The Indiana State Attorney’s Office says it will not appeal an injunction that temporarily blocks enforcement of the state’s new immigration law.

Instead, the state’s attorney general said he would devote his resources to fighting a lawsuit that seeks to throw out the law.

“Hoosiers' frustration with the federal government's inability to enact and enforce immigration policies prompted the Legislature to turn the wheels of state government to respond to this issue,” said Indiana Attorney General Zoeller. “And I remain committed to defending legislative enactments against outside challenges."

Indiana was one of a number of states, including Georgia, Arizona and Alabama, that passed stringent immigration laws that are now being challenged in federal court.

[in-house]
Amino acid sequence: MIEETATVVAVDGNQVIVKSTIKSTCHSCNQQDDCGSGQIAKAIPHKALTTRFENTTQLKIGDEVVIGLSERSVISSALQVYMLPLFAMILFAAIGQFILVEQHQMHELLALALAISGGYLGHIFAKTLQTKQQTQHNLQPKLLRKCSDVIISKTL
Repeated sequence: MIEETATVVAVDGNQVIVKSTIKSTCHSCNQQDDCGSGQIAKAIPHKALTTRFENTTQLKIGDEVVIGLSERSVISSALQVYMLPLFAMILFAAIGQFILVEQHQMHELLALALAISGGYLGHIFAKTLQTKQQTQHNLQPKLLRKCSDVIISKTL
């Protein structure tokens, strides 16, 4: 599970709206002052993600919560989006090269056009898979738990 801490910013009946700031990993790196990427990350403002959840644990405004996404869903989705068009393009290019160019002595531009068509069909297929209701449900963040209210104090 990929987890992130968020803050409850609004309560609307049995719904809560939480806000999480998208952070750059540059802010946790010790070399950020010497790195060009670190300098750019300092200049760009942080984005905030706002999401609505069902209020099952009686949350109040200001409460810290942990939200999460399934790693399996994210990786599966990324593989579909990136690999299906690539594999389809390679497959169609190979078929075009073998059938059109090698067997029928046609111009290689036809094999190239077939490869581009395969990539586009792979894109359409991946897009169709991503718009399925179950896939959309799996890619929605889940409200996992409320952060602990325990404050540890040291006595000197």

Last month, federal judge Sarah Evans Barker had put parts of the law on hold – including one that allowed police to check the immigration status of anyone detained for minor infractions, including a traffic stop, if they believed the person was in the country illegally.

By not appealing the temporary injunction, Indiana cannot continue enforcing certain provisions of the immigration law while civil rights groups, including the American Civil Liberties Union of Indiana and the National Immigration Law Center, are trying to permanently block enforcement of the law.

Barker ruled that parts of the law allowing police to arrest immigrants who hadn't committed a crime and restricting the use of identification provided by foreign consulates treaded on the federal government's power to regulate immigration.

The Associated Press contributed to this report.

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